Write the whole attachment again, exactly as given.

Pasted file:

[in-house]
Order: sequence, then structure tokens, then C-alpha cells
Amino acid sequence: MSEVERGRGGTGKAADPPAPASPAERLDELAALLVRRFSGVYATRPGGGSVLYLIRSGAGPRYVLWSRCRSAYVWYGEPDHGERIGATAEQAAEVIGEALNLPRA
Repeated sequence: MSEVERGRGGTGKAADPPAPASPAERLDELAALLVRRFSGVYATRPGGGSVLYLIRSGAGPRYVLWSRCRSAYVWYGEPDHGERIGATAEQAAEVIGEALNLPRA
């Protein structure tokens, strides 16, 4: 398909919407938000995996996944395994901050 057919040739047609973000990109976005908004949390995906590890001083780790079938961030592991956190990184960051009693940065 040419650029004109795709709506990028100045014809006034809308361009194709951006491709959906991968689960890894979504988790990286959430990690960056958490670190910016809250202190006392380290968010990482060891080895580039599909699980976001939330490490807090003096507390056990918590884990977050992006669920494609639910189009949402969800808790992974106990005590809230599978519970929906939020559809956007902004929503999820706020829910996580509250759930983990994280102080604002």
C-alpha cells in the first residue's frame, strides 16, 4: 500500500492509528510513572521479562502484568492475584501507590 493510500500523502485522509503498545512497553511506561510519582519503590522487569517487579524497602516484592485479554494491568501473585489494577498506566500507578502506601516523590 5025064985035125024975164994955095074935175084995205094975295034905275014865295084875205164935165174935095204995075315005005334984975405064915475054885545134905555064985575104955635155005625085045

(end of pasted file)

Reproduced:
[in-house]
Order: sequence, then structure tokens, then C-alpha cells
Amino acid sequence: MSEVERGRGGTGKAADPPAPASPAERLDELAALLVRRFSGVYATRPGGGSVLYLIRSGAGPRYVLWSRCRSAYVWYGEPDHGERIGATAEQAAEVIGEALNLPRA
Repeated sequence: MSEVERGRGGTGKAADPPAPASPAERLDELAALLVRRFSGVYATRPGGGSVLYLIRSGAGPRYVLWSRCRSAYVWYGEPDHGERIGATAEQAAEVIGEALNLPRA
């Protein structure tokens, strides 16, 4: 398909919407938000995996996944395994901050 057919040739047609973000990109976005908004949390995906590890001083780790079938961030592991956190990184960051009693940065 040419650029004109795709709506990028100045014809006034809308361009194709951006491709959906991968689960890894979504988790990286959430990690960056958490670190910016809250202190006392380290968010990482060891080895580039599909699980976001939330490490807090003096507390056990918590884990977050992006669920494609639910189009949402969800808790992974106990005590809230599978519970929906939020559809956007902004929503999820706020829910996580509250759930983990994280102080604002």
C-alpha cells in the first residue's frame, strides 16, 4: 500500500492509528510513572521479562502484568492475584501507590 493510500500523502485522509503498545512497553511506561510519582519503590522487569517487579524497602516484592485479554494491568501473585489494577498506566500507578502506601516523590 5025064985035125024975164994955095074935175084995205094975295034905275014865295084875205164935165174935095204995075315005005334984975405064915475054885545134905555064985575104955635155005625085045